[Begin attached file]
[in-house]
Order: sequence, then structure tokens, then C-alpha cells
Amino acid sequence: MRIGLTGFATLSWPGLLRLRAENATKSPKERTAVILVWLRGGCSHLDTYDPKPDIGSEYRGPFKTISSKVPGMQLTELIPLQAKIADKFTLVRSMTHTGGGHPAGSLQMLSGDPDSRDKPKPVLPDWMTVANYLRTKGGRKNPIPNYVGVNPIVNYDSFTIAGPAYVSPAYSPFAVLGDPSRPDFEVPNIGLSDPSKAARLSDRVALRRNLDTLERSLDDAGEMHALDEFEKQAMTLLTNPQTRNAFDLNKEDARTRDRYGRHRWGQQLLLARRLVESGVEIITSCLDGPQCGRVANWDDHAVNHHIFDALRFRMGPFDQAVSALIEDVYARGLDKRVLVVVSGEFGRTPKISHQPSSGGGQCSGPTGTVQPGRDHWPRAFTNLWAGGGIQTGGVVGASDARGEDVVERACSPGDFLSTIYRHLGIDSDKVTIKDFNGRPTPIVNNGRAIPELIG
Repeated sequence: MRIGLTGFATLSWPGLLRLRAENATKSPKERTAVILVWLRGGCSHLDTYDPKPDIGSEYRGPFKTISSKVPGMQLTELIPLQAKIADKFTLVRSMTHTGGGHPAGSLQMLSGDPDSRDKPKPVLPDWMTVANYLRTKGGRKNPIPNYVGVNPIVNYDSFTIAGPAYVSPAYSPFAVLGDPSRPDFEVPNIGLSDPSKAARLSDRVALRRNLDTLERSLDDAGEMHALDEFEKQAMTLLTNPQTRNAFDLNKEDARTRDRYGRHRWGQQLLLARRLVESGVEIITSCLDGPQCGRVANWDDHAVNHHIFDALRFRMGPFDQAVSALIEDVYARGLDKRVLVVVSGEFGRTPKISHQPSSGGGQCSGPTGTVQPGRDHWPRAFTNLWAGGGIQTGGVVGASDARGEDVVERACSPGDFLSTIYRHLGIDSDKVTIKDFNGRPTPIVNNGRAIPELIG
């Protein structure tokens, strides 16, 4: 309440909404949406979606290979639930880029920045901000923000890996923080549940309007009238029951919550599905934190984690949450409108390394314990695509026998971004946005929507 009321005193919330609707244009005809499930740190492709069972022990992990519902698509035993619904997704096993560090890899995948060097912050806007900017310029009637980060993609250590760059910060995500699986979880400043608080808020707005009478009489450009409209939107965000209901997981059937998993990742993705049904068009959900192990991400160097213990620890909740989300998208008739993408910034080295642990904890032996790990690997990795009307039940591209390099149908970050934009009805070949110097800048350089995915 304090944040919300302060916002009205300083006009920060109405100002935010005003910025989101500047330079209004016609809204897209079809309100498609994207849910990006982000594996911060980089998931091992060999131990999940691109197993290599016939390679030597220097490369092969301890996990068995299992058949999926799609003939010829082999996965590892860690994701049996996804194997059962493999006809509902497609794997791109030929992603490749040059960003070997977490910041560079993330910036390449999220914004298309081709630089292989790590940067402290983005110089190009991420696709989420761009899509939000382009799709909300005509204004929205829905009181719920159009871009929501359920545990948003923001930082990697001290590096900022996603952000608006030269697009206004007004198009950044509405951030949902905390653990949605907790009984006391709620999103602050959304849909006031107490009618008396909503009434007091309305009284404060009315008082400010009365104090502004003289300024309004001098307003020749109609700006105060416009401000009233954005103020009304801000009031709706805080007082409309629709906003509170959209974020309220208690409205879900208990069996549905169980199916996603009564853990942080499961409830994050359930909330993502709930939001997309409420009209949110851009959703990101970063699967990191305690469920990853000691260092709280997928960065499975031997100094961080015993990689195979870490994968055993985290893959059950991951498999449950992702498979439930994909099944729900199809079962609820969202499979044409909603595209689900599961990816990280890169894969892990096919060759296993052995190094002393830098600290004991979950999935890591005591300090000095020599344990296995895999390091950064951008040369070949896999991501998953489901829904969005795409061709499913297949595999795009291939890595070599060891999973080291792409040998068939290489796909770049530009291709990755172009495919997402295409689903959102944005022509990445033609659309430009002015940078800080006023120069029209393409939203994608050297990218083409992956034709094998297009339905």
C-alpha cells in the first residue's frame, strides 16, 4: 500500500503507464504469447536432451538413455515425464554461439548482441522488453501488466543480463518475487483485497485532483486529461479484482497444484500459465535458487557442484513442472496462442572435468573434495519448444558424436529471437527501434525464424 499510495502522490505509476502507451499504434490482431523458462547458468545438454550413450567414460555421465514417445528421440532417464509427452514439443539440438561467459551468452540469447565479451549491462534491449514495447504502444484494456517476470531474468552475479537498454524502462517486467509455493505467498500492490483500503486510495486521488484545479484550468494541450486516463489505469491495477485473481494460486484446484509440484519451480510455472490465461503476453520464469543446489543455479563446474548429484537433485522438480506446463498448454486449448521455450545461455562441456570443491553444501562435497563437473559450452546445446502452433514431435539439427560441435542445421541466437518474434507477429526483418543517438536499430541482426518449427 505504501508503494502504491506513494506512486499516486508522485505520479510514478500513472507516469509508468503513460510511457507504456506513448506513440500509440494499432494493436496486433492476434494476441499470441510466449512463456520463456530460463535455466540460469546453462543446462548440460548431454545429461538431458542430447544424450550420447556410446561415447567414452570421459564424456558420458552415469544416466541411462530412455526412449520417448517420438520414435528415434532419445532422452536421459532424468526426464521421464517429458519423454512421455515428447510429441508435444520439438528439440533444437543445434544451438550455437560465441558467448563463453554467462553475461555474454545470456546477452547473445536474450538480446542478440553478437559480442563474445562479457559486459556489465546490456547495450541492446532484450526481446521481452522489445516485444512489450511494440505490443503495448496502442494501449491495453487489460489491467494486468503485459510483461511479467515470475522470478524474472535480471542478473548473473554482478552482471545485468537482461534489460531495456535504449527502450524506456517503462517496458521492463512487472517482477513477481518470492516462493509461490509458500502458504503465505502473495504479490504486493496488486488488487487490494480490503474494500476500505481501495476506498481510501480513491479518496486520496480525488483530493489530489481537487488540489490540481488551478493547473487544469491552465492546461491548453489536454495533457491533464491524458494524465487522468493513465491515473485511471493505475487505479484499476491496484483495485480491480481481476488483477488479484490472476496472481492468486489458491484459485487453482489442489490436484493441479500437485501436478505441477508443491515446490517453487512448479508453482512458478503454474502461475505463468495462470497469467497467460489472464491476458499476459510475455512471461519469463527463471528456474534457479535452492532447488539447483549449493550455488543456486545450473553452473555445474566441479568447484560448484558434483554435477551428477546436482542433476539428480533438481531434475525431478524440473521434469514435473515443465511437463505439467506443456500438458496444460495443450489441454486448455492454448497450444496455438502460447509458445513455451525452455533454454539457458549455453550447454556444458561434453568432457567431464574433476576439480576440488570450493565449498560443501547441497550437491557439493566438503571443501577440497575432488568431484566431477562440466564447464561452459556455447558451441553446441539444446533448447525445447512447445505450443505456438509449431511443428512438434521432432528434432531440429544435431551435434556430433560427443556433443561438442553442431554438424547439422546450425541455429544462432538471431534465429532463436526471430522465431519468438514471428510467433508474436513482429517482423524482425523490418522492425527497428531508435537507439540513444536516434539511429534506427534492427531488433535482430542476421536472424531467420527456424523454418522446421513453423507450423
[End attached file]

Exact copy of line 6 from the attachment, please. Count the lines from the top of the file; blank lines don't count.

C-alpha cells in the first residue's frame, strides 16, 4: 500500500503507464504469447536432451538413455515425464554461439548482441522488453501488466543480463518475487483485497485532483486529461479484482497444484500459465535458487557442484513442472496462442572435468573434495519448444558424436529471437527501434525464424 499510495502522490505509476502507451499504434490482431523458462547458468545438454550413450567414460555421465514417445528421440532417464509427452514439443539440438561467459551468452540469447565479451549491462534491449514495447504502444484494456517476470531474468552475479537498454524502462517486467509455493505467498500492490483500503486510495486521488484545479484550468494541450486516463489505469491495477485473481494460486484446484509440484519451480510455472490465461503476453520464469543446489543455479563446474548429484537433485522438480506446463498448454486449448521455450545461455562441456570443491553444501562435497563437473559450452546445446502452433514431435539439427560441435542445421541466437518474434507477429526483418543517438536499430541482426518449427 505504501508503494502504491506513494506512486499516486508522485505520479510514478500513472507516469509508468503513460510511457507504456506513448506513440500509440494499432494493436496486433492476434494476441499470441510466449512463456520463456530460463535455466540460469546453462543446462548440460548431454545429461538431458542430447544424450550420447556410446561415447567414452570421459564424456558420458552415469544416466541411462530412455526412449520417448517420438520414435528415434532419445532422452536421459532424468526426464521421464517429458519423454512421455515428447510429441508435444520439438528439440533444437543445434544451438550455437560465441558467448563463453554467462553475461555474454545470456546477452547473445536474450538480446542478440553478437559480442563474445562479457559486459556489465546490456547495450541492446532484450526481446521481452522489445516485444512489450511494440505490443503495448496502442494501449491495453487489460489491467494486468503485459510483461511479467515470475522470478524474472535480471542478473548473473554482478552482471545485468537482461534489460531495456535504449527502450524506456517503462517496458521492463512487472517482477513477481518470492516462493509461490509458500502458504503465505502473495504479490504486493496488486488488487487490494480490503474494500476500505481501495476506498481510501480513491479518496486520496480525488483530493489530489481537487488540489490540481488551478493547473487544469491552465492546461491548453489536454495533457491533464491524458494524465487522468493513465491515473485511471493505475487505479484499476491496484483495485480491480481481476488483477488479484490472476496472481492468486489458491484459485487453482489442489490436484493441479500437485501436478505441477508443491515446490517453487512448479508453482512458478503454474502461475505463468495462470497469467497467460489472464491476458499476459510475455512471461519469463527463471528456474534457479535452492532447488539447483549449493550455488543456486545450473553452473555445474566441479568447484560448484558434483554435477551428477546436482542433476539428480533438481531434475525431478524440473521434469514435473515443465511437463505439467506443456500438458496444460495443450489441454486448455492454448497450444496455438502460447509458445513455451525452455533454454539457458549455453550447454556444458561434453568432457567431464574433476576439480576440488570450493565449498560443501547441497550437491557439493566438503571443501577440497575432488568431484566431477562440466564447464561452459556455447558451441553446441539444446533448447525445447512447445505450443505456438509449431511443428512438434521432432528434432531440429544435431551435434556430433560427443556433443561438442553442431554438424547439422546450425541455429544462432538471431534465429532463436526471430522465431519468438514471428510467433508474436513482429517482423524482425523490418522492425527497428531508435537507439540513444536516434539511429534506427534492427531488433535482430542476421536472424531467420527456424523454418522446421513453423507450423